Reconstruction After Reconstruction
Congress overpowered President Johnson’s vetoes for a bill that described new procedures from Confederate States to enter the Union. This bill divided the 10 southern states into 5 districts. These districts were assigned military control, whose jobs were to register all people eligible to vote. It also stated that once a state had adopted a new constitution that gave rights to all people living within, it would be considered reconstructed and would be able to seat its newly elected congressman. After an attempt to impeach Johnson, the end of reconstruction was in sight. The final states to re-join the Union were required to ratify the Fourteenth and Fifteenth amendments. The Fifteenth amendment stated that no man should be prohibited to vote based on grounds of race, color, or previous servitude.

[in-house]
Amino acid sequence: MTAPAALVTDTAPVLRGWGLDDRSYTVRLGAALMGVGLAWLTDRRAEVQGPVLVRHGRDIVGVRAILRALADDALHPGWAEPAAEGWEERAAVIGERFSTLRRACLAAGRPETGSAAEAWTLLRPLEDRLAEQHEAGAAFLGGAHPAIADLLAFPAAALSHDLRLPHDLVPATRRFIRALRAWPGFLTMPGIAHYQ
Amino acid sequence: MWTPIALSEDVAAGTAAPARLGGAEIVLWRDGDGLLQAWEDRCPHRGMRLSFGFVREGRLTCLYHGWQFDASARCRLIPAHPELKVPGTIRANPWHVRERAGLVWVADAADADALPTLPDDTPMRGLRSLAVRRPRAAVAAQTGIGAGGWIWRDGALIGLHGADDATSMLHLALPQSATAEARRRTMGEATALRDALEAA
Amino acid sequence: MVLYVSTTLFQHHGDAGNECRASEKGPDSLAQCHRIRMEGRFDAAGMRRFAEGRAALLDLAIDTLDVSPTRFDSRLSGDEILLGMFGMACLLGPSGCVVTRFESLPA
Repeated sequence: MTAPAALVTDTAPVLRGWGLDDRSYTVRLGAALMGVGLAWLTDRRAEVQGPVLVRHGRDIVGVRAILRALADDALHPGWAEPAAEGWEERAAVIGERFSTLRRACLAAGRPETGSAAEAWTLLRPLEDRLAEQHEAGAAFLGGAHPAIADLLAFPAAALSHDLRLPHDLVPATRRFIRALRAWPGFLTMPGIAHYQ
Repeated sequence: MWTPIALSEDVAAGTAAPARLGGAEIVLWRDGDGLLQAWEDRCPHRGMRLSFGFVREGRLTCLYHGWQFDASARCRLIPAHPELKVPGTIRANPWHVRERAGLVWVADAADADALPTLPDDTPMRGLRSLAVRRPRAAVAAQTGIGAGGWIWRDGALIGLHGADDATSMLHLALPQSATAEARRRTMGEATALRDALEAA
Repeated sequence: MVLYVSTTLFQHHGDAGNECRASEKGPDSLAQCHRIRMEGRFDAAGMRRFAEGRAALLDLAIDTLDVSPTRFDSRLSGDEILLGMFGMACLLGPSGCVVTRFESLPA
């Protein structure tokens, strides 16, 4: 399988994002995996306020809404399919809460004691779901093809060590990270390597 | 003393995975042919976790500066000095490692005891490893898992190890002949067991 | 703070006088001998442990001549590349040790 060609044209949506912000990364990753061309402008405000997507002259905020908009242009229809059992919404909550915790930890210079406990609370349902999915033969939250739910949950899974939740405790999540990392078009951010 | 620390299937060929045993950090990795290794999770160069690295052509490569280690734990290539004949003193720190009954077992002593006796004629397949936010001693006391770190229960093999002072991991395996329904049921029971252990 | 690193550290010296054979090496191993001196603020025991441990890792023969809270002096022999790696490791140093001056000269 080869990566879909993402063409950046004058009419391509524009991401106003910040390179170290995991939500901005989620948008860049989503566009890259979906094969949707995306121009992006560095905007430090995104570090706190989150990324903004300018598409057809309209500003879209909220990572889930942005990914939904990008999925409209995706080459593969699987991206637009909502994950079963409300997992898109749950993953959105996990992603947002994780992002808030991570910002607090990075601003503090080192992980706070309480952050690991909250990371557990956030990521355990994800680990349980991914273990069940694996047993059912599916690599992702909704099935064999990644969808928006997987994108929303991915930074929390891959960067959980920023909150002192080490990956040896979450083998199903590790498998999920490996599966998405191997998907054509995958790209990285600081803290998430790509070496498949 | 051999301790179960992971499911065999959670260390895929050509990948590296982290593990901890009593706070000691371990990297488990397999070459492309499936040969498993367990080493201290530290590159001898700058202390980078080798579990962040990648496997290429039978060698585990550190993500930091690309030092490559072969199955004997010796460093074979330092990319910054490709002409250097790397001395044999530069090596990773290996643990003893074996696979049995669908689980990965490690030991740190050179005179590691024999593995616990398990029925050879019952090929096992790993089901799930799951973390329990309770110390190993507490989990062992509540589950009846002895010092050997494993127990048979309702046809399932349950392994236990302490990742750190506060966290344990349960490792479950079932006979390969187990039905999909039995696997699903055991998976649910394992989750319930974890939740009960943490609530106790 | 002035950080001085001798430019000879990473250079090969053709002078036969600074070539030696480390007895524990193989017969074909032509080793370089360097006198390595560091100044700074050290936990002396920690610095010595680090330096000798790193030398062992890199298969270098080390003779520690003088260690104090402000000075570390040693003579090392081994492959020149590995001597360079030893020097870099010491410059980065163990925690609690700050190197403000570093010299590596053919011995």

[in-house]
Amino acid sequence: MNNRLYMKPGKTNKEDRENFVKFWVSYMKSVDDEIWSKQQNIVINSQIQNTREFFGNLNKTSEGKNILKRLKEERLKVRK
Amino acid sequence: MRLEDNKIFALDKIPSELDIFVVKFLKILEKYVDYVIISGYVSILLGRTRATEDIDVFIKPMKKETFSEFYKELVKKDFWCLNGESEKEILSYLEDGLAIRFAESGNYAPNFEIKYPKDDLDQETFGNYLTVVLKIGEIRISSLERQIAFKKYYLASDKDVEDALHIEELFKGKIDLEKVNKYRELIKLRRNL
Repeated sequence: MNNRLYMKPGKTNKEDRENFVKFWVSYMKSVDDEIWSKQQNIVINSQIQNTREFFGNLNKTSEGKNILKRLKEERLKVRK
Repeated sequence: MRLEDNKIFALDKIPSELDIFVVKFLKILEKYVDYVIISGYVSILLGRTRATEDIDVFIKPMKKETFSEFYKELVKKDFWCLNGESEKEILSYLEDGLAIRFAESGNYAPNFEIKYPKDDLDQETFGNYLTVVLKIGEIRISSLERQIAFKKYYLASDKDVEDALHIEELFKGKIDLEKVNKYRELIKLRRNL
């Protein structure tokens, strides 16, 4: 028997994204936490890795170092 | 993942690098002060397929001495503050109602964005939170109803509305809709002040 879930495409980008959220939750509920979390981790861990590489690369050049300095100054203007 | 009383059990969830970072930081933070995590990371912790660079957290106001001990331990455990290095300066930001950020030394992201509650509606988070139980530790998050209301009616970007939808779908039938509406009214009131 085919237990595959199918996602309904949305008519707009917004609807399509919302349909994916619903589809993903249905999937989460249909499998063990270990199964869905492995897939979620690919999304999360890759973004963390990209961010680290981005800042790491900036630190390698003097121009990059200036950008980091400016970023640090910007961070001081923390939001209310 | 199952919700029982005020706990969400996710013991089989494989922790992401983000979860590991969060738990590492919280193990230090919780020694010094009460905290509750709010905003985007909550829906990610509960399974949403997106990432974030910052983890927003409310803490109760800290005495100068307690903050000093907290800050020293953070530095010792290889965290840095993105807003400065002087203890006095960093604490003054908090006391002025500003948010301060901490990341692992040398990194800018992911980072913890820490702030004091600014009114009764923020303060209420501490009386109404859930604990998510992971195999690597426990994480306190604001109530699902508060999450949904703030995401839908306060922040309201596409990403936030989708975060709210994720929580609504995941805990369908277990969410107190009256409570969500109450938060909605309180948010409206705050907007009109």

Over a decade after the end of the war, Hayes was elected to office. The Democrats attempted to prolong this decision, but their attempt failed. A compromise began between the northern Republicans and southern Democrats. Both parties wished to put the war behind them and continue on with their lives and try to strengthen the American economy. Hayes tried to ease tension and promised to help the levees in Mississippi that were destroyed during the war. Hayes promised to help the South rebuild and brought an end to